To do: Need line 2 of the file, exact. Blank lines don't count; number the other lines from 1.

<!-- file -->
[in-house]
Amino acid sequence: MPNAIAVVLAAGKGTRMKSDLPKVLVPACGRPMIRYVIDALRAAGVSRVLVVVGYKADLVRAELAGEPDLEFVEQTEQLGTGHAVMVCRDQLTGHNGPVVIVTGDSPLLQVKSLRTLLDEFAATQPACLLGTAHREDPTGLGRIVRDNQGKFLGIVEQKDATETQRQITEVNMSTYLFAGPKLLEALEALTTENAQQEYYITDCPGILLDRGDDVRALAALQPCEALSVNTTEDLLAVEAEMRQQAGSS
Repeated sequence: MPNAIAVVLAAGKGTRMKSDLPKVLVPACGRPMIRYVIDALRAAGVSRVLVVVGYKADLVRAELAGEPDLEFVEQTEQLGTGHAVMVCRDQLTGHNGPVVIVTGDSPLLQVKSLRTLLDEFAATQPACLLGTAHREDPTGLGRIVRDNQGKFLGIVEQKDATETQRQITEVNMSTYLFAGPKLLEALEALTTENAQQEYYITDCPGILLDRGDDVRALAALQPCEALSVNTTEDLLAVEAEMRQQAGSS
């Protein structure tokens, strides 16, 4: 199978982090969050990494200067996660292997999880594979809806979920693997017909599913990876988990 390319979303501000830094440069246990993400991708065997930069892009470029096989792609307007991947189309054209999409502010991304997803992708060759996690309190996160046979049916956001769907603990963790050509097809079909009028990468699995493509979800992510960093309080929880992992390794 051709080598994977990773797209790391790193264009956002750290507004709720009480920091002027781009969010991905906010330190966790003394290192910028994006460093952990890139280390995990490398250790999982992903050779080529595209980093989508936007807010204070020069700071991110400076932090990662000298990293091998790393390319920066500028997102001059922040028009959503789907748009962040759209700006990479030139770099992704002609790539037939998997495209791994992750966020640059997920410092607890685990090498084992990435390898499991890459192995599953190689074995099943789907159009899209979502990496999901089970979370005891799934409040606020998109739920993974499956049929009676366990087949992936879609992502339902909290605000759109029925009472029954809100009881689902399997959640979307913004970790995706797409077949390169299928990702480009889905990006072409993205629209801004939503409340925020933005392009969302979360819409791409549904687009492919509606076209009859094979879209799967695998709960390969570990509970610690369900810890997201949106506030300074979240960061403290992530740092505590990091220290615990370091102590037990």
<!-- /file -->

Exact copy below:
Amino acid sequence: MPNAIAVVLAAGKGTRMKSDLPKVLVPACGRPMIRYVIDALRAAGVSRVLVVVGYKADLVRAELAGEPDLEFVEQTEQLGTGHAVMVCRDQLTGHNGPVVIVTGDSPLLQVKSLRTLLDEFAATQPACLLGTAHREDPTGLGRIVRDNQGKFLGIVEQKDATETQRQITEVNMSTYLFAGPKLLEALEALTTENAQQEYYITDCPGILLDRGDDVRALAALQPCEALSVNTTEDLLAVEAEMRQQAGSS